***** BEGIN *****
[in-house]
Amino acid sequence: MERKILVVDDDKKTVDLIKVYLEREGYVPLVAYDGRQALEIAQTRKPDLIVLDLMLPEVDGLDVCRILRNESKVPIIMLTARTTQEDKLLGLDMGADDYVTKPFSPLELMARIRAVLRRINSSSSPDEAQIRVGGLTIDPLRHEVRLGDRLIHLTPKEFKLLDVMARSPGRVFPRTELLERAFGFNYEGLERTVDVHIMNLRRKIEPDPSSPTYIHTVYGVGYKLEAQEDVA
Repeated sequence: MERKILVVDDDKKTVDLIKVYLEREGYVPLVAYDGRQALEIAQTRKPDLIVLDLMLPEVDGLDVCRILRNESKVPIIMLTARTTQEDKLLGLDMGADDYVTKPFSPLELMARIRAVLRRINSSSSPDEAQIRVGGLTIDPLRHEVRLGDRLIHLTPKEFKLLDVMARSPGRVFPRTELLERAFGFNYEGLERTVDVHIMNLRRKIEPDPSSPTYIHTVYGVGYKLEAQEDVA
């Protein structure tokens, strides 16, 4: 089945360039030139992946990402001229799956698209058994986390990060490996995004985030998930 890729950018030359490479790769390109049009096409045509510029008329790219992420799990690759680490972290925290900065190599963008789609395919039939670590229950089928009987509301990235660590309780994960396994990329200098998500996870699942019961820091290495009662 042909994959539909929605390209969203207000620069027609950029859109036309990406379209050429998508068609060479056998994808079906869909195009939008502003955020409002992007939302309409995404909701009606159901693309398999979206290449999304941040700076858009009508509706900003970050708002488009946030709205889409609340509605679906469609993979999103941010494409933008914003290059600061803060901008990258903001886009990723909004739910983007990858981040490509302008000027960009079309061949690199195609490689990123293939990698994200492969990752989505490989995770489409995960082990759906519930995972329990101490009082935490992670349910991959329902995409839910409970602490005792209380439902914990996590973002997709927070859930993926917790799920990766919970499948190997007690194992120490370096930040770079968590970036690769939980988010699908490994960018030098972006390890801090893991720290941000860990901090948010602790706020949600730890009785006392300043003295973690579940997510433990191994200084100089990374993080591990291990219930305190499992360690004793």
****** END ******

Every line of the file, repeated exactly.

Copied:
[in-house]
Amino acid sequence: MERKILVVDDDKKTVDLIKVYLEREGYVPLVAYDGRQALEIAQTRKPDLIVLDLMLPEVDGLDVCRILRNESKVPIIMLTARTTQEDKLLGLDMGADDYVTKPFSPLELMARIRAVLRRINSSSSPDEAQIRVGGLTIDPLRHEVRLGDRLIHLTPKEFKLLDVMARSPGRVFPRTELLERAFGFNYEGLERTVDVHIMNLRRKIEPDPSSPTYIHTVYGVGYKLEAQEDVA
Repeated sequence: MERKILVVDDDKKTVDLIKVYLEREGYVPLVAYDGRQALEIAQTRKPDLIVLDLMLPEVDGLDVCRILRNESKVPIIMLTARTTQEDKLLGLDMGADDYVTKPFSPLELMARIRAVLRRINSSSSPDEAQIRVGGLTIDPLRHEVRLGDRLIHLTPKEFKLLDVMARSPGRVFPRTELLERAFGFNYEGLERTVDVHIMNLRRKIEPDPSSPTYIHTVYGVGYKLEAQEDVA
């Protein structure tokens, strides 16, 4: 089945360039030139992946990402001229799956698209058994986390990060490996995004985030998930 890729950018030359490479790769390109049009096409045509510029008329790219992420799990690759680490972290925290900065190599963008789609395919039939670590229950089928009987509301990235660590309780994960396994990329200098998500996870699942019961820091290495009662 042909994959539909929605390209969203207000620069027609950029859109036309990406379209050429998508068609060479056998994808079906869909195009939008502003955020409002992007939302309409995404909701009606159901693309398999979206290449999304941040700076858009009508509706900003970050708002488009946030709205889409609340509605679906469609993979999103941010494409933008914003290059600061803060901008990258903001886009990723909004739910983007990858981040490509302008000027960009079309061949690199195609490689990123293939990698994200492969990752989505490989995770489409995960082990759906519930995972329990101490009082935490992670349910991959329902995409839910409970602490005792209380439902914990996590973002997709927070859930993926917790799920990766919970499948190997007690194992120490370096930040770079968590970036690769939980988010699908490994960018030098972006390890801090893991720290941000860990901090948010602790706020949600730890009785006392300043003295973690579940997510433990191994200084100089990374993080591990291990219930305190499992360690004793």